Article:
talking to Iran

News piece in NYT today about the debate within the administration over direct talks with Iran.

I’d love to see them try to justify military action without trying direct talks. That would be funny:

“We’ve tried everything possible before taking this action…”

“Did you talk to them?”

“Well… our friends did.”

“But did you?”

“Um, no…”

The scary thought is that they might do it as a formality, just so they can avoid this conversation.


a couple links

The Ethical Traveler–I’ve been having thoughts on this exact subject for a while. Travel as international relations, presenting your own unique American face, unmediated. If I had a job or some money, I’d probably start planning a trip.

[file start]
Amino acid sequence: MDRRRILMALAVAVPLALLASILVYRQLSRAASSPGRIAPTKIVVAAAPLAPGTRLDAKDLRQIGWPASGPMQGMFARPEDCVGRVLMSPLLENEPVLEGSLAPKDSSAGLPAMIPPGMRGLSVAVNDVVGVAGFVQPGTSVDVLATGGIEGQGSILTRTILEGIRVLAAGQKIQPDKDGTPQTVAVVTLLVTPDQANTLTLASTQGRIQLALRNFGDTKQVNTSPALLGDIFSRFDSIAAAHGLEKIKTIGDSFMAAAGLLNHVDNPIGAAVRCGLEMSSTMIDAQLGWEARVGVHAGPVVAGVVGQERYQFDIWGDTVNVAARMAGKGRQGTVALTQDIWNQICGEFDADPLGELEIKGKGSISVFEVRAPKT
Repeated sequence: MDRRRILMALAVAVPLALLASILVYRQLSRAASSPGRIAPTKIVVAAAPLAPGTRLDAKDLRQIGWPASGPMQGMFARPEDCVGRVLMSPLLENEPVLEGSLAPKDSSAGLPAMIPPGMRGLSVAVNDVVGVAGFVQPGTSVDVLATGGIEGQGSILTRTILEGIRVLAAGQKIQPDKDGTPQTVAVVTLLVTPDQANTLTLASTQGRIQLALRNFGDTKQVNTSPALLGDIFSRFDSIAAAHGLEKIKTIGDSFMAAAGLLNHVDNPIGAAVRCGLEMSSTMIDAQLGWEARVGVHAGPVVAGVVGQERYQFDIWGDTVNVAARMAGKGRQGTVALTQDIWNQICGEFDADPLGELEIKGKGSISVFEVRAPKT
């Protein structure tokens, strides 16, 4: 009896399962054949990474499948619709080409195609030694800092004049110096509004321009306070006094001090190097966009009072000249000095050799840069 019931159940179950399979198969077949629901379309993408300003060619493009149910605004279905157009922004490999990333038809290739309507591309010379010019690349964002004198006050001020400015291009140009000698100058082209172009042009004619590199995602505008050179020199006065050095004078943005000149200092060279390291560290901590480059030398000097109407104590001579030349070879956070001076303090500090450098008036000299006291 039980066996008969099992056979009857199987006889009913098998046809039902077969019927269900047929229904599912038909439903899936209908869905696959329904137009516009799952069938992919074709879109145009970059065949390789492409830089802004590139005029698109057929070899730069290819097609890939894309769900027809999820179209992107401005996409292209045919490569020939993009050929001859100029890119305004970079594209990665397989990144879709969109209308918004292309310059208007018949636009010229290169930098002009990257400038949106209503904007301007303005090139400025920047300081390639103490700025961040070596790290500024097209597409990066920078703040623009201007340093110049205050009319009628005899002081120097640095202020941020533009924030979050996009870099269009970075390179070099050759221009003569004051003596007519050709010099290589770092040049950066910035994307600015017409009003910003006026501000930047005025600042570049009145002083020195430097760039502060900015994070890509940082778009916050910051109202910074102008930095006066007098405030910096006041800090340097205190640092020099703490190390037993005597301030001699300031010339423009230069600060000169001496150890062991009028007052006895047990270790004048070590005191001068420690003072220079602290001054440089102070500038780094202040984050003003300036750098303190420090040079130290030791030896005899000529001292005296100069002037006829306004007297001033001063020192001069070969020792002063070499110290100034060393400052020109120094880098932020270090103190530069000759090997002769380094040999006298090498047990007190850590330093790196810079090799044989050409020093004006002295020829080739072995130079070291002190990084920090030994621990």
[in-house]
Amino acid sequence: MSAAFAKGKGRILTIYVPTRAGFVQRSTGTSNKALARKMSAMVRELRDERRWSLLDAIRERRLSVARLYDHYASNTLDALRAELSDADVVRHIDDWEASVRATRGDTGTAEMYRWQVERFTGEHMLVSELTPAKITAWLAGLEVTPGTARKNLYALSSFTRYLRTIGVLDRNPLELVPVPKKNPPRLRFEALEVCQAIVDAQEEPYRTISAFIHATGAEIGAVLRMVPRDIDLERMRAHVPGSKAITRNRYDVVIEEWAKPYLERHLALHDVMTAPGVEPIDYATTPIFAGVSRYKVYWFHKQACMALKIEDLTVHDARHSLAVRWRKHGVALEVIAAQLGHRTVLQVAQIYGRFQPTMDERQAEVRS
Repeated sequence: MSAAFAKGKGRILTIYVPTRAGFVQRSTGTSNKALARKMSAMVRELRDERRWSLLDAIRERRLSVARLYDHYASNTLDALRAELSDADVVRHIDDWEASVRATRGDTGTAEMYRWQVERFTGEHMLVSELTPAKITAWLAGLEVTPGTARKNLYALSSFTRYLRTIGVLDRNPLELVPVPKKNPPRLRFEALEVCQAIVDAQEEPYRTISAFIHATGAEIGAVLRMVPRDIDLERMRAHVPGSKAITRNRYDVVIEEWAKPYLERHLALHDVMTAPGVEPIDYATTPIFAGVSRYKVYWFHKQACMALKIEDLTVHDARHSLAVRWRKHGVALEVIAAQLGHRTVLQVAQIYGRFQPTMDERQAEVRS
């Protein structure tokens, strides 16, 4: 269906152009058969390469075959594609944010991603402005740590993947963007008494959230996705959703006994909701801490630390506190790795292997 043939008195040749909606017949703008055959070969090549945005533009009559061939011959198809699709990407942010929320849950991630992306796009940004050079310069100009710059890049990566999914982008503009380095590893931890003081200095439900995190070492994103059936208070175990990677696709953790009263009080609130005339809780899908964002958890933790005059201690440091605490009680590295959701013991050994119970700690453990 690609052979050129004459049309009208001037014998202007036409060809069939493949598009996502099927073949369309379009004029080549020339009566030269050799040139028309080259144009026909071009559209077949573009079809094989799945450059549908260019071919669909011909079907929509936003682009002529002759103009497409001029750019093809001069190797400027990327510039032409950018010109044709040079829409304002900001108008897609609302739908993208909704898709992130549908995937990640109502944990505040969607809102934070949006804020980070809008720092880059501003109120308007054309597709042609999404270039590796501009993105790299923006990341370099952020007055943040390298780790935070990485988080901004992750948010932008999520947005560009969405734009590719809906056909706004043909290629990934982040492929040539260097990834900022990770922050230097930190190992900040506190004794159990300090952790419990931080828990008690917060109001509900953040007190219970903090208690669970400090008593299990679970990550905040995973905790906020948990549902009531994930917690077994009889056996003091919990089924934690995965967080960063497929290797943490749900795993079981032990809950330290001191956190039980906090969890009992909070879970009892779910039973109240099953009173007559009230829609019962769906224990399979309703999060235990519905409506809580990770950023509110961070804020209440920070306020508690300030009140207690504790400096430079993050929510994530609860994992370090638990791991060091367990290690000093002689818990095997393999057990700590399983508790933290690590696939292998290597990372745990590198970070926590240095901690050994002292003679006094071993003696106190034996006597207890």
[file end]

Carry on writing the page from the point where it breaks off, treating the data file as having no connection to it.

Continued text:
U.S. House Resolution 153–calling for a national day of prayer and fasting in this time of conflict. Warning: lots of strong Christian language, for those of you with issues about Christianity.

I like the spirit of the idea. This is the paragraph that got me:

Whereas, on March 30, 1863, in the midst of the Civil War, Abraham Lincoln, at the bequest of the Senate, and himself recognizing the need of the Nation to humble itself before God in repentance for its national sins, proclaimed a day of fasting, prayer and humiliation;

This is an unusual use of the word “humiliation.” From Webster’s (via dictionary.com):


\Hu*mil`i*a”tion\, n. [L. humiliatio: cf. F. humiliation.] 1. The act of humiliating or humbling; abasement of pride; mortification. –Bp. Hopkins.

Source: Webster’s Revised Unabridged Dictionary, © 1996, 1998 MICRA, Inc.

So, humiliation as instilling humility. Sounds like something we could use around here. Seems to me like a proper attitude for a nation at war, whatever your religion. Or your opinion about the war, for that matter.